I think I have an idea of where your thinking is going wrong.
The trouble is going to be to describe it so that you can understand.

First, I think you may be misunderstanding what we mean by defined and

So I will use "instance" and "class"


    class Foo {};

    say Foo;  # <- "class" value
    say Foo.new(); # <- "instance" value

    my $bar = Foo;   # <- "class" value
    my $baz = Foo.new(); # <- "instance" value

    Foo.defined.say;  # False  # <- "class" value
    Foo.new().defined.say; # True  # <- "instance" value


In Perl 6 types are both types, and values:

You can store it as a value.

    my $a = Int;

I am going to call that a "class" value.

In this example the value is of type "Int".

The "Int" ("class") value is also of type "Int".

You can even pass around "class" values with the type "smiley".

    my $a = Int:D;

This is useful in the compiler.


If you use it as a type:

    my Int $b;

You are saying that it must be an "instance" or a "class" value of that type.

The default value is the same as the type.

So that last example is the same as:

    my Int $b = Int;

You can bring it back to the default by assigning a "class" value.

    $b = 42;
    $b = Int;

If you use a type "smiley" in the type, you constrain it further.

    my Int:D $c;      # error

In this case you are saying only "instance" values are allowed.

In that last case the default value is "Int:D", which is a "class"
value, but only "instance" values are allowed by the type.

Note that again the default value is the same as the type, so it
produces an error.


The type/value "Nil" is special, as it changes the variable to it's default.

    my Int $d is default(42);   # 42
    $d = 10;    # 10
    $d = Nil;   # 42

In this example for it to hold a "class" value, you have to do so explicitly.

   $d = Int;   # Int


    my Int:U $u;

The "class" values that can be stored in this variable are below

    Int:_ # same as previous

    class Other-Int is Int {…}
    Other-Int:_ # same as previous

    my \foo = Int but 'Foo'
    foo:_ # same as previous

Note again that I am talking about them as values.


When you use a type in a declaration:

    my Int $f;

You can think about it as a macro named "my" which takes two arguments.
The first one is a "class" value, and the second one is the name of
the variable.

This makes it so that you can have aliases.

    constant Name = Str:D;

    my Name $first-name = "Brad";


I think where you are going wrong is that other languages also use the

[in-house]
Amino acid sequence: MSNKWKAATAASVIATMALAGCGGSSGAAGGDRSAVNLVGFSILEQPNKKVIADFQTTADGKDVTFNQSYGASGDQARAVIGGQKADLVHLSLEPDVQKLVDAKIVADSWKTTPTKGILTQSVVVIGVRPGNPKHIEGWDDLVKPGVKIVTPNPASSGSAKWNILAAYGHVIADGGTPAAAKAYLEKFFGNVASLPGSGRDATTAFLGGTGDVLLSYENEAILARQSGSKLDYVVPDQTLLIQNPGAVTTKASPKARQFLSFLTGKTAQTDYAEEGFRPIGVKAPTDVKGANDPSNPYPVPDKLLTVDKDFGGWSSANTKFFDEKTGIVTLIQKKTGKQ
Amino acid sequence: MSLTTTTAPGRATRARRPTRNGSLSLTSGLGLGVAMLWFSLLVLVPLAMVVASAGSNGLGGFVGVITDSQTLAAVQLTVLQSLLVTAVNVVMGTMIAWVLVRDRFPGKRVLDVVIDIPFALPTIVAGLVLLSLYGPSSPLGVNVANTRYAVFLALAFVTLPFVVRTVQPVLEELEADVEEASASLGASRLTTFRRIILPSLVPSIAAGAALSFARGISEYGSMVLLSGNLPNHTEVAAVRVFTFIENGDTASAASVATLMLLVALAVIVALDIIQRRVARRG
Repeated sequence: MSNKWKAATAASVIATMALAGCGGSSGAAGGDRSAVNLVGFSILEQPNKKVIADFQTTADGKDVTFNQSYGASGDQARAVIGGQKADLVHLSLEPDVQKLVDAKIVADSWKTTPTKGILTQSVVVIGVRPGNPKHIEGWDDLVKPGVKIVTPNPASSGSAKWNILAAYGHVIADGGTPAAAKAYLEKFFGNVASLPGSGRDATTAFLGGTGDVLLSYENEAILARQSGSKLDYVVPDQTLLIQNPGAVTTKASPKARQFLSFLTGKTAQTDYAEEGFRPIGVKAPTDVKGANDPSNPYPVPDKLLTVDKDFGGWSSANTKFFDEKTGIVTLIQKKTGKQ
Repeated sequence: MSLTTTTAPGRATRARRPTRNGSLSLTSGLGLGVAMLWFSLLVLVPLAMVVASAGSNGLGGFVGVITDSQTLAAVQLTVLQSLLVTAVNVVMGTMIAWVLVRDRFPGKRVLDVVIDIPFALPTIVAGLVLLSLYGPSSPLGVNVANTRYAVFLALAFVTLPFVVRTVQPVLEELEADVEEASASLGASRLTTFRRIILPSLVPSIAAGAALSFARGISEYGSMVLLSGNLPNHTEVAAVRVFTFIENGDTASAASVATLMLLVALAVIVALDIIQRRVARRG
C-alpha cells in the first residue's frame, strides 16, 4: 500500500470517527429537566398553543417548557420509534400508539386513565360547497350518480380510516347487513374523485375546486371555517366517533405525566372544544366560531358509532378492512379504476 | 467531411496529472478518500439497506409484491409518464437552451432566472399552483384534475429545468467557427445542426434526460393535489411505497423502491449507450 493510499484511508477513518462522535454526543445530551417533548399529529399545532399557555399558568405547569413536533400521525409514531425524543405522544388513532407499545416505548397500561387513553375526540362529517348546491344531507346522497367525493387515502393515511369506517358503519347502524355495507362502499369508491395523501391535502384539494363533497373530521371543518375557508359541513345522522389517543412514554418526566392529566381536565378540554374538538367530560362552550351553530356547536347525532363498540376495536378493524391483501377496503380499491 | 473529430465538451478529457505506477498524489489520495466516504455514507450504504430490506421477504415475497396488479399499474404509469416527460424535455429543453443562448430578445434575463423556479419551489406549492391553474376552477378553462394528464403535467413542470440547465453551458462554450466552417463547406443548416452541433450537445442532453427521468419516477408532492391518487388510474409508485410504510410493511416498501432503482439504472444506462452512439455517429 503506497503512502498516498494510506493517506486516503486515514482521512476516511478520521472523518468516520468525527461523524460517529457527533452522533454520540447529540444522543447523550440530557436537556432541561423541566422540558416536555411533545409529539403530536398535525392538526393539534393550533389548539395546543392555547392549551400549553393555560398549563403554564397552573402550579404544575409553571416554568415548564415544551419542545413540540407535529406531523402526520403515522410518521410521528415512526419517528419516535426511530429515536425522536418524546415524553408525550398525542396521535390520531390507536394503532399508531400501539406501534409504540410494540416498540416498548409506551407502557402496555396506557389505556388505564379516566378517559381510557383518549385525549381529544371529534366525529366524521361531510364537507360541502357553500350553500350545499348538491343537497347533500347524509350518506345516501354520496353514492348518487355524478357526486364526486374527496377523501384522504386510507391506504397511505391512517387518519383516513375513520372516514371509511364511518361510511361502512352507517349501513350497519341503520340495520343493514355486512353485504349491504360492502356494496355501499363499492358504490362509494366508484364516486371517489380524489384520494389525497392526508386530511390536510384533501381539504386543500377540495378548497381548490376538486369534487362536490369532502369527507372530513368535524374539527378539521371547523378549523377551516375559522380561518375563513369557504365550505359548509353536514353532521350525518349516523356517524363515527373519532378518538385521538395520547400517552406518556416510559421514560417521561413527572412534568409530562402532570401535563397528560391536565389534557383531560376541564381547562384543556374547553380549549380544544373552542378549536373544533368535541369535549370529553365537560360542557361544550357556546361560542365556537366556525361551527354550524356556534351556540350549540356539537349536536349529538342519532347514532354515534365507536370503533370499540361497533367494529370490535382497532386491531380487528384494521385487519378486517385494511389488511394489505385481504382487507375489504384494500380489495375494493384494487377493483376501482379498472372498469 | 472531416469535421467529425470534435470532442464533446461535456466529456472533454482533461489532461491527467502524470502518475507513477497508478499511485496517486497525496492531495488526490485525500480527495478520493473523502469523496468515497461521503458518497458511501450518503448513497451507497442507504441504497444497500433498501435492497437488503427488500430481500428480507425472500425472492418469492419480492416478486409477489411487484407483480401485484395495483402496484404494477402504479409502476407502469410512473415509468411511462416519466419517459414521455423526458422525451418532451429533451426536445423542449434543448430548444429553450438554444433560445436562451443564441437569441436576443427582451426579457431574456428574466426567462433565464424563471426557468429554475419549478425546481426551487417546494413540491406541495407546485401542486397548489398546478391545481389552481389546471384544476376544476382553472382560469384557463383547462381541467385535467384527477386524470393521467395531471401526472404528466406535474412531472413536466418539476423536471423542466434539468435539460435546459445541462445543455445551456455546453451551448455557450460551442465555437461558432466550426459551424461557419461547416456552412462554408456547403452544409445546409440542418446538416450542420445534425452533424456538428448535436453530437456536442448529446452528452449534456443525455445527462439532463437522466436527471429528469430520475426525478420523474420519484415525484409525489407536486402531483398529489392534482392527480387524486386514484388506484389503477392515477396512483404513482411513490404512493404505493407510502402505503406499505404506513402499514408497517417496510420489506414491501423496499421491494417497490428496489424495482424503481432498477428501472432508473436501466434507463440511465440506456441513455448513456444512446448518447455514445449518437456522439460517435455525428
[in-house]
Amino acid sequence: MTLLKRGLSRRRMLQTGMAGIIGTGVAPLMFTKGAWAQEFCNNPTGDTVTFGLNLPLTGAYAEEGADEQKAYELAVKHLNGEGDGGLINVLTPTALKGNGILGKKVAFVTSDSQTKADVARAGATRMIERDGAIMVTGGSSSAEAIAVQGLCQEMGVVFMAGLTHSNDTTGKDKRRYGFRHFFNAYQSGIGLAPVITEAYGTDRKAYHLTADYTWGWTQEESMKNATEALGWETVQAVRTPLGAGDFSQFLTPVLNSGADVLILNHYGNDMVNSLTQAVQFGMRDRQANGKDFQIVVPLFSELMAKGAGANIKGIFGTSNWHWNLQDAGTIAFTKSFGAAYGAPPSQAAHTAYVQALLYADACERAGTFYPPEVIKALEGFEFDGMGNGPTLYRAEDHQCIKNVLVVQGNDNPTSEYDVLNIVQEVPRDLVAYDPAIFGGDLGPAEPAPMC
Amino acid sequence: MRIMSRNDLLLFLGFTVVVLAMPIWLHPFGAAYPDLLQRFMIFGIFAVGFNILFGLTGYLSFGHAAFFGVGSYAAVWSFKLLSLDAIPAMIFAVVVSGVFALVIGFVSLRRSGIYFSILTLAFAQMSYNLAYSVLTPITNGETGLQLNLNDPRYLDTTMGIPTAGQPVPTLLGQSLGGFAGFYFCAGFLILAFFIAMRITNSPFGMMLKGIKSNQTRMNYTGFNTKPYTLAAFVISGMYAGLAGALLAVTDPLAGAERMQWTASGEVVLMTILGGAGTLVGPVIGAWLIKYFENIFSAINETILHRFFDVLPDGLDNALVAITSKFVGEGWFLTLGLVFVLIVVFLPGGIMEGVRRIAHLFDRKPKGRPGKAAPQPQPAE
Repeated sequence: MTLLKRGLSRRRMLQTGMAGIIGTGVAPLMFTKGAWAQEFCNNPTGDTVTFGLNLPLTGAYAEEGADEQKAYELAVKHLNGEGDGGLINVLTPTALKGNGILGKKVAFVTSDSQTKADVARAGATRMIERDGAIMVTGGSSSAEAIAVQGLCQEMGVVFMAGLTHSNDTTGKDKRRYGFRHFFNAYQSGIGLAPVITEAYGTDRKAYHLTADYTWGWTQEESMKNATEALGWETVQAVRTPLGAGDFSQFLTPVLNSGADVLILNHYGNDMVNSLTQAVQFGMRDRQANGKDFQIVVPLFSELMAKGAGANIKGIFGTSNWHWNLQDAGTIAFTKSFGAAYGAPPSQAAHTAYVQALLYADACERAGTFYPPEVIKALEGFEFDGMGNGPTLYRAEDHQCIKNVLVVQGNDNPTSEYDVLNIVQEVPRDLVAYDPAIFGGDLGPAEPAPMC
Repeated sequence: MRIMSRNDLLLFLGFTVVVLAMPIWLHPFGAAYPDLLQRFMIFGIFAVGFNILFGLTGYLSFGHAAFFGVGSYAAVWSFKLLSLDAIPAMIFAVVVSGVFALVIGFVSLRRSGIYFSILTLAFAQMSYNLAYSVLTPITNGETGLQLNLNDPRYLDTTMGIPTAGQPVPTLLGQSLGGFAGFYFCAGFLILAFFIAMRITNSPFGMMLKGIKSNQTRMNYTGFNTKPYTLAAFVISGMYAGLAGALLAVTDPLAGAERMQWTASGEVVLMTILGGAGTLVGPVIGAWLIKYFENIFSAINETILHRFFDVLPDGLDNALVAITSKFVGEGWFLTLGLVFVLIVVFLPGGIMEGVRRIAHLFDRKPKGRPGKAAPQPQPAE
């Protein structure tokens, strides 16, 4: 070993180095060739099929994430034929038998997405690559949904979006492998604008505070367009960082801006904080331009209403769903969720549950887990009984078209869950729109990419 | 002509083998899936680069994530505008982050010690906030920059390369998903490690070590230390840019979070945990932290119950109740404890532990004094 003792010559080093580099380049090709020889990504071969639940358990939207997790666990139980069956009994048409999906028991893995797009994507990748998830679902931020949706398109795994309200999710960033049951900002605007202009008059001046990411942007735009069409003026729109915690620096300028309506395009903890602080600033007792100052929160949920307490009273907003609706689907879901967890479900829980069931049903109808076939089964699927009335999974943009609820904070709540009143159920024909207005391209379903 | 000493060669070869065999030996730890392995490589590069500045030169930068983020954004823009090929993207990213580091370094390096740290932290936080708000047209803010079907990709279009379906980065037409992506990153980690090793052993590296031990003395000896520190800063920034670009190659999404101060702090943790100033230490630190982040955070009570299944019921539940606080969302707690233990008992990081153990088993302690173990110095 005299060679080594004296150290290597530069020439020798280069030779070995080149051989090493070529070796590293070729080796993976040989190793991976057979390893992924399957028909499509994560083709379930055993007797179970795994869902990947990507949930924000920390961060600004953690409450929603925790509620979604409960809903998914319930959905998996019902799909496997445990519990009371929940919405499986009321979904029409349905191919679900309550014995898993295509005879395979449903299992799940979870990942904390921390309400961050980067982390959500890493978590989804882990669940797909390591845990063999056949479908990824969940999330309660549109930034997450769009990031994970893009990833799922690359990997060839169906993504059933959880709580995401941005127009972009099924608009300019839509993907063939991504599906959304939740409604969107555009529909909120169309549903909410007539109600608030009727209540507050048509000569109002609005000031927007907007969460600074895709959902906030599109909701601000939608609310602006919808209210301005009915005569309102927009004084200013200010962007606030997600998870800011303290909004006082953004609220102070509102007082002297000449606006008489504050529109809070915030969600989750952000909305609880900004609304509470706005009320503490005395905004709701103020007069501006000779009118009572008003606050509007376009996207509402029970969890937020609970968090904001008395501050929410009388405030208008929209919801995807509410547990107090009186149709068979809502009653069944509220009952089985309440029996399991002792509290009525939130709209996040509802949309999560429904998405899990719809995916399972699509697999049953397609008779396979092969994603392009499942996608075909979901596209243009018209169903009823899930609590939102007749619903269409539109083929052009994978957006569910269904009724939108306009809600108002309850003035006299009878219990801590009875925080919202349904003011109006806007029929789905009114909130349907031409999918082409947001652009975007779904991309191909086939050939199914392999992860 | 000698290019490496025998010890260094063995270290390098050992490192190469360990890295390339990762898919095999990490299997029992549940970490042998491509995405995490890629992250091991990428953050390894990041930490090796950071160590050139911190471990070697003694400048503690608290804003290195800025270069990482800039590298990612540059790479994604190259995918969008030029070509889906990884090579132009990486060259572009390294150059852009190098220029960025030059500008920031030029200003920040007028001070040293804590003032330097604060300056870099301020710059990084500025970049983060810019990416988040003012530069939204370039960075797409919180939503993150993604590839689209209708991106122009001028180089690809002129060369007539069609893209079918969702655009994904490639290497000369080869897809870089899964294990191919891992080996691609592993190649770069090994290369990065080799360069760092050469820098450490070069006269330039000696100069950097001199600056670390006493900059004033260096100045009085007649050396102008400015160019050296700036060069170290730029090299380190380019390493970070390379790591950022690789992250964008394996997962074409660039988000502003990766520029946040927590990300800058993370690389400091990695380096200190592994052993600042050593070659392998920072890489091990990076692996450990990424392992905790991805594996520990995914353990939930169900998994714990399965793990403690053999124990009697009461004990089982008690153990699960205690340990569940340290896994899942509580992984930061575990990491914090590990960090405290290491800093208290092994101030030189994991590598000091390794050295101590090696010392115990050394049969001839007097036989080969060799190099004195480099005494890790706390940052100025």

words "defined" and "undefined".

When we use them in Perl 6, we mean something slightly different.


You just added a question about :=

:= is the binding operator.

Normally scalar variables store a Scalar that you assign into.

Just think about this:

    my $a = 0;

As being short for something like the following fake code:

    (my $a := Scalar.new) = 0;

When you use :=, you are basically creating an alias:

    my $b;
    my $c := $b;

    $c = 42;
    say $b;  # 42

This also means that if you alias a value, the variable becomes readonly

    my $d := 0;
    $d = 0;  # error Cannot assign to an immutable value
On Sun, Sep 16, 2018 at 7:49 PM ToddAndMargo <toddandma...@zoho.com> wrote:
> On 09/14/2018 08:07 PM, ToddAndMargo wrote:
> > ":D"
> >      means it wants actual data in the string and not a Nil.
> >      The jargon for this requirement is that is is constrained
> >      to an actual value
> >
> >      If it wanted a Nil, it would say ":U" or constrained to
> >      a Nil
> Iteration 3:
> ":D"
>      means it wants the variable "Defined" (Constrained).
>      For example:
>            my Str $x;
>            my Int $i;
>      The value of the variable may be empty but the variable
>      does not become "defined" until a value is places in it.
>      ("Nil" is seen as "Undefined")
> ":U"
>      means the variable is "Undefined" (defaults to type "Any")
>      For example:
>            my $x;
>            my $i;
> $ p6 'my $x; if $x.defined {say "Defined"}else{say "Undefined"};'
> Undefined
> $ p6 'my Real $x; if $x.defined {say "Defined"}else{say "Undefined"};'
> Undefined
> $ p6 'my Real $x=3; if $x.defined {say "Defined"}else{say "Undefined"};'
> Defined
> $ p6 'my $x=3; if $x.defined {say "Defined"}else{say "Undefined"};'
> Defined
> $ p6 'my $x=3; dd $x'
> Int $x = 3
> $ p6 'my $x; dd $x'
> Any $x = Any
> $ p6 'my Real $x; dd $x'
> Real $x = Real
> $ p6 'my Real $x = 3; dd $x'
> Int $x = 3
> Huh ??????

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